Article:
If you're serious about this, I would also say it would make sense to go work at a local retail store for six months (including Christmas if possible) before you apply for the loan to start the business. It is complicated enough, and you'll have enough money riding on it, that you don't want to just wing it.
posted by LobsterMitten at 2:48 PM on August 1, 2006 [2 favorites]

My suggestions, (I don't run a game store, but I date somebody who does)

don't spend all your startup capital on startup: have enough saved that you can sell no product for a month and still pay the rent, the utilities and the mortgage (and maybe buy food)

don't waste too much money buying floorspace for gaming: As fun as it may be to have a massive gaming floor and cool people hanging out, a lot of those people are going to come in and use your space without spending a dime.

don't operate a baby sitting service: start on day one with clear rules about the age kids can be left unattended, how long and what hours

run sactioned tournaments: The larger CCGs have official tournaments that guarentee given sales every X-day night

court families: talk to local churches and other family organizations about demoing some family games at a game night there. if you have a family game night, push the games that parents will like (kids spend but parents dispense)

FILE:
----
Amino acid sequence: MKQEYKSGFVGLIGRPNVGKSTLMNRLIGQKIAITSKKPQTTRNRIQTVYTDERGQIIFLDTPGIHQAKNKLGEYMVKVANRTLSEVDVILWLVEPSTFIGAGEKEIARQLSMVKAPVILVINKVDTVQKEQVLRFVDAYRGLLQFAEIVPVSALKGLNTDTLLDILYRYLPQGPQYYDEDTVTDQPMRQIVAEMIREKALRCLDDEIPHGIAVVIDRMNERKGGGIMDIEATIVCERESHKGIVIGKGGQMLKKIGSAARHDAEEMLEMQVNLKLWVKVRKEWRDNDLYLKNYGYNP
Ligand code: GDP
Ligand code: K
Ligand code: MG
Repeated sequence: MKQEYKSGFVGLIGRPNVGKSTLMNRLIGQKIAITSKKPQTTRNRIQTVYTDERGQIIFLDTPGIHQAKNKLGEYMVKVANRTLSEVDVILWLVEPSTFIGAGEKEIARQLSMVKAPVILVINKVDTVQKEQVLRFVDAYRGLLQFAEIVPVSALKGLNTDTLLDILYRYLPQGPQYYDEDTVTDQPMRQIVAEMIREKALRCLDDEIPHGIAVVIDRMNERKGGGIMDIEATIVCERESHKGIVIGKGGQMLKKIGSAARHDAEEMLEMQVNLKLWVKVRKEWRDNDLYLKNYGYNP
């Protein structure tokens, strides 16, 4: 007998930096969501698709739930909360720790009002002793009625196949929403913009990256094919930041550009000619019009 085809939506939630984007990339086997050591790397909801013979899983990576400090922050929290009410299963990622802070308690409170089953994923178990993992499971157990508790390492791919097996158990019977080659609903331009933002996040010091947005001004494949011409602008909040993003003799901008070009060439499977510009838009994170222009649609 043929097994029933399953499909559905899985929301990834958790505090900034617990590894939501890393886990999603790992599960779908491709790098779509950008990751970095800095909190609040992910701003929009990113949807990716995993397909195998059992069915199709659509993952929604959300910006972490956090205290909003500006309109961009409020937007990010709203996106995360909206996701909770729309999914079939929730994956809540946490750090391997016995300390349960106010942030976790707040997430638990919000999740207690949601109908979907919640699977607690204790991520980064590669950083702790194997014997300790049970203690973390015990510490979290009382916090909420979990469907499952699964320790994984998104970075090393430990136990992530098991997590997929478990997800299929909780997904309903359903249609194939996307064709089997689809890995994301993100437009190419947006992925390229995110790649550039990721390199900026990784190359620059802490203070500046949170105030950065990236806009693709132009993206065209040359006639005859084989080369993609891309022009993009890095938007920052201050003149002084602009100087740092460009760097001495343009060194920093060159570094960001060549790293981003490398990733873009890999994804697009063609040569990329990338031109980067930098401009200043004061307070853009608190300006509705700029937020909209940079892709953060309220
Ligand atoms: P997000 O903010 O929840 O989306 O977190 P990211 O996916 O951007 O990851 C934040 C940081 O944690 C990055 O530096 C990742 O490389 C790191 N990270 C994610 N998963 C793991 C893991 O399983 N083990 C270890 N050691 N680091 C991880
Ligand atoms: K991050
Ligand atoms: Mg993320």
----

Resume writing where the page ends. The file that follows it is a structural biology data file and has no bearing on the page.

If you branch out into more conventional games, poker tournaments are popular and some people might be more likely to attend one if they aren't comfortable in a bar (they could bring grandma or the kids)

snacks and sodas are your bread and butter

good security saves twice it's cost in shrinkage year one

Lastly I would suggest finding a second thing to sell. The most profitable stores I know of sell comics and games, or (the most profitable) RC and games

I cannot emphasize enough how much an alternate revenue stream could help get you through a rough patch.
posted by Megafly at 4:16 PM on August 1, 2006 [1 favorite]

Can we get a follow-up? Did you open the store?
posted by ODiV at 1:40 PM on May 30, 2007 [1 favorite]